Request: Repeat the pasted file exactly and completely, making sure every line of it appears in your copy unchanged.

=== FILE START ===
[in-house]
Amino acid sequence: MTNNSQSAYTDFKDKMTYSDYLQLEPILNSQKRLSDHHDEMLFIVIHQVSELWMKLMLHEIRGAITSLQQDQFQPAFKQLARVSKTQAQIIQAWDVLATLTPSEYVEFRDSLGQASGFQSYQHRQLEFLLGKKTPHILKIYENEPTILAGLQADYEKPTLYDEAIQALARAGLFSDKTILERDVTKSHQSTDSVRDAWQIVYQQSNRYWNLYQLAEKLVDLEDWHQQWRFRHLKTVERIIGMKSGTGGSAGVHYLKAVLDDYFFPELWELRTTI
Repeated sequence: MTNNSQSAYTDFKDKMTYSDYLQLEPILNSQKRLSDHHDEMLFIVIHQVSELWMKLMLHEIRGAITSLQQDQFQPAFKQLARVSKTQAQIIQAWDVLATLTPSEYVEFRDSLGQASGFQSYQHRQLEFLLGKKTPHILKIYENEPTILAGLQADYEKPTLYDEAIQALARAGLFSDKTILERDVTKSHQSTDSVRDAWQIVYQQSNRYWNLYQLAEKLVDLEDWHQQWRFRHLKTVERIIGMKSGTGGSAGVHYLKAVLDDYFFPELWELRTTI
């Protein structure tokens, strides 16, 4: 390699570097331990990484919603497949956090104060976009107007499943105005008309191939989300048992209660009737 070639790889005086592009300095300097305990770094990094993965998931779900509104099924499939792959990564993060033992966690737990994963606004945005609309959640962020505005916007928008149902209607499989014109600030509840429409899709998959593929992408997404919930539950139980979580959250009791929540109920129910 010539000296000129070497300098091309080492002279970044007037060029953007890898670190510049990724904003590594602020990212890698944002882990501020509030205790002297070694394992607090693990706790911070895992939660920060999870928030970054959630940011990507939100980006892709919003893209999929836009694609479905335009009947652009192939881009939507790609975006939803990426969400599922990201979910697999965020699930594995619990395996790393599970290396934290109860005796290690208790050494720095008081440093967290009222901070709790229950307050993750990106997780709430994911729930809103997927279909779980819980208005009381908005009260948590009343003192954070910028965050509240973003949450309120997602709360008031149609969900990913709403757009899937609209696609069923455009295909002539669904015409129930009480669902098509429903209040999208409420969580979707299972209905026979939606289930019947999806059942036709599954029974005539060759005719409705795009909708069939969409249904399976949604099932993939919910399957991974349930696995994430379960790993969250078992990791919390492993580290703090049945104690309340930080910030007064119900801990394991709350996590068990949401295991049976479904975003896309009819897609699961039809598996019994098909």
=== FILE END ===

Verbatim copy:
[in-house]
Amino acid sequence: MTNNSQSAYTDFKDKMTYSDYLQLEPILNSQKRLSDHHDEMLFIVIHQVSELWMKLMLHEIRGAITSLQQDQFQPAFKQLARVSKTQAQIIQAWDVLATLTPSEYVEFRDSLGQASGFQSYQHRQLEFLLGKKTPHILKIYENEPTILAGLQADYEKPTLYDEAIQALARAGLFSDKTILERDVTKSHQSTDSVRDAWQIVYQQSNRYWNLYQLAEKLVDLEDWHQQWRFRHLKTVERIIGMKSGTGGSAGVHYLKAVLDDYFFPELWELRTTI
Repeated sequence: MTNNSQSAYTDFKDKMTYSDYLQLEPILNSQKRLSDHHDEMLFIVIHQVSELWMKLMLHEIRGAITSLQQDQFQPAFKQLARVSKTQAQIIQAWDVLATLTPSEYVEFRDSLGQASGFQSYQHRQLEFLLGKKTPHILKIYENEPTILAGLQADYEKPTLYDEAIQALARAGLFSDKTILERDVTKSHQSTDSVRDAWQIVYQQSNRYWNLYQLAEKLVDLEDWHQQWRFRHLKTVERIIGMKSGTGGSAGVHYLKAVLDDYFFPELWELRTTI
């Protein structure tokens, strides 16, 4: 390699570097331990990484919603497949956090104060976009107007499943105005008309191939989300048992209660009737 070639790889005086592009300095300097305990770094990094993965998931779900509104099924499939792959990564993060033992966690737990994963606004945005609309959640962020505005916007928008149902209607499989014109600030509840429409899709998959593929992408997404919930539950139980979580959250009791929540109920129910 010539000296000129070497300098091309080492002279970044007037060029953007890898670190510049990724904003590594602020990212890698944002882990501020509030205790002297070694394992607090693990706790911070895992939660920060999870928030970054959630940011990507939100980006892709919003893209999929836009694609479905335009009947652009192939881009939507790609975006939803990426969400599922990201979910697999965020699930594995619990395996790393599970290396934290109860005796290690208790050494720095008081440093967290009222901070709790229950307050993750990106997780709430994911729930809103997927279909779980819980208005009381908005009260948590009343003192954070910028965050509240973003949450309120997602709360008031149609969900990913709403757009899937609209696609069923455009295909002539669904015409129930009480669902098509429903209040999208409420969580979707299972209905026979939606289930019947999806059942036709599954029974005539060759005719409705795009909708069939969409249904399976949604099932993939919910399957991974349930696995994430379960790993969250078992990791919390492993580290703090049945104690309340930080910030007064119900801990394991709350996590068990949401295991049976479904975003896309009819897609699961039809598996019994098909």